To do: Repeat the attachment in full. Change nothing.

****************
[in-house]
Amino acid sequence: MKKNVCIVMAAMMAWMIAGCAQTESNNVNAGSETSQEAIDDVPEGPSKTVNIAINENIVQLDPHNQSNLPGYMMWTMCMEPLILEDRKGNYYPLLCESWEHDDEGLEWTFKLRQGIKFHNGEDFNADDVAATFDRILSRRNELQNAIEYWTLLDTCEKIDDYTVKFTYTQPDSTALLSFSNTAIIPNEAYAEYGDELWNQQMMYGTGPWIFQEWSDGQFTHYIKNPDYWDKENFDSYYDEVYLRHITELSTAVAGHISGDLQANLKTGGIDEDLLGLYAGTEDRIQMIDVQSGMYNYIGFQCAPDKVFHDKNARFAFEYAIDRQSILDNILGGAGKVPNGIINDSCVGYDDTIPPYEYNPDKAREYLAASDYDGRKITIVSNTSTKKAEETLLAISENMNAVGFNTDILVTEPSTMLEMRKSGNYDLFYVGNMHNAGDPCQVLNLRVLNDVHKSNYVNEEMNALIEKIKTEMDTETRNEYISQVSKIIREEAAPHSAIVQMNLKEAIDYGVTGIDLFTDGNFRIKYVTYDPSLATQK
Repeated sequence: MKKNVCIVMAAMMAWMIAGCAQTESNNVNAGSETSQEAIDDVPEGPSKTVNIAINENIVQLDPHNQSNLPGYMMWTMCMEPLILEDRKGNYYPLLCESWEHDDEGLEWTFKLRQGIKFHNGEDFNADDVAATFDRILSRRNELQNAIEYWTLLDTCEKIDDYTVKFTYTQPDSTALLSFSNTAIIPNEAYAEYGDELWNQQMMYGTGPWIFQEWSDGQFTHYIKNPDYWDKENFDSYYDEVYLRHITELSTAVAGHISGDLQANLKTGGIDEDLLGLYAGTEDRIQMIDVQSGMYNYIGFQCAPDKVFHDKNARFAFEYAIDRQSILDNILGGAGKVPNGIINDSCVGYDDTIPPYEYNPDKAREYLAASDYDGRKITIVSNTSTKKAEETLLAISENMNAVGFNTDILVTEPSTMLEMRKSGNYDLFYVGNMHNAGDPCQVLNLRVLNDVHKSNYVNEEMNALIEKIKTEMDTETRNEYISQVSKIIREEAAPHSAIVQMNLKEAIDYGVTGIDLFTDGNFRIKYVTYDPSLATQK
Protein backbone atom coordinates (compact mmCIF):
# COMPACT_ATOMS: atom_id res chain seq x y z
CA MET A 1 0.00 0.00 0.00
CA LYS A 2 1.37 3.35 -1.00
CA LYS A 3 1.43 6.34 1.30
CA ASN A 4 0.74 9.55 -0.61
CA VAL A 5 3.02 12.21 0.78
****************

[in-house]
Amino acid sequence: MKKNVCIVMAAMMAWMIAGCAQTESNNVNAGSETSQEAIDDVPEGPSKTVNIAINENIVQLDPHNQSNLPGYMMWTMCMEPLILEDRKGNYYPLLCESWEHDDEGLEWTFKLRQGIKFHNGEDFNADDVAATFDRILSRRNELQNAIEYWTLLDTCEKIDDYTVKFTYTQPDSTALLSFSNTAIIPNEAYAEYGDELWNQQMMYGTGPWIFQEWSDGQFTHYIKNPDYWDKENFDSYYDEVYLRHITELSTAVAGHISGDLQANLKTGGIDEDLLGLYAGTEDRIQMIDVQSGMYNYIGFQCAPDKVFHDKNARFAFEYAIDRQSILDNILGGAGKVPNGIINDSCVGYDDTIPPYEYNPDKAREYLAASDYDGRKITIVSNTSTKKAEETLLAISENMNAVGFNTDILVTEPSTMLEMRKSGNYDLFYVGNMHNAGDPCQVLNLRVLNDVHKSNYVNEEMNALIEKIKTEMDTETRNEYISQVSKIIREEAAPHSAIVQMNLKEAIDYGVTGIDLFTDGNFRIKYVTYDPSLATQK
Repeated sequence: MKKNVCIVMAAMMAWMIAGCAQTESNNVNAGSETSQEAIDDVPEGPSKTVNIAINENIVQLDPHNQSNLPGYMMWTMCMEPLILEDRKGNYYPLLCESWEHDDEGLEWTFKLRQGIKFHNGEDFNADDVAATFDRILSRRNELQNAIEYWTLLDTCEKIDDYTVKFTYTQPDSTALLSFSNTAIIPNEAYAEYGDELWNQQMMYGTGPWIFQEWSDGQFTHYIKNPDYWDKENFDSYYDEVYLRHITELSTAVAGHISGDLQANLKTGGIDEDLLGLYAGTEDRIQMIDVQSGMYNYIGFQCAPDKVFHDKNARFAFEYAIDRQSILDNILGGAGKVPNGIINDSCVGYDDTIPPYEYNPDKAREYLAASDYDGRKITIVSNTSTKKAEETLLAISENMNAVGFNTDILVTEPSTMLEMRKSGNYDLFYVGNMHNAGDPCQVLNLRVLNDVHKSNYVNEEMNALIEKIKTEMDTETRNEYISQVSKIIREEAAPHSAIVQMNLKEAIDYGVTGIDLFTDGNFRIKYVTYDPSLATQK
Protein backbone atom coordinates (compact mmCIF):
# COMPACT_ATOMS: atom_id res chain seq x y z
CA MET A 1 0.00 0.00 0.00
CA LYS A 2 1.37 3.35 -1.00
CA LYS A 3 1.43 6.34 1.30
CA ASN A 4 0.74 9.55 -0.61
CA VAL A 5 3.02 12.21 0.78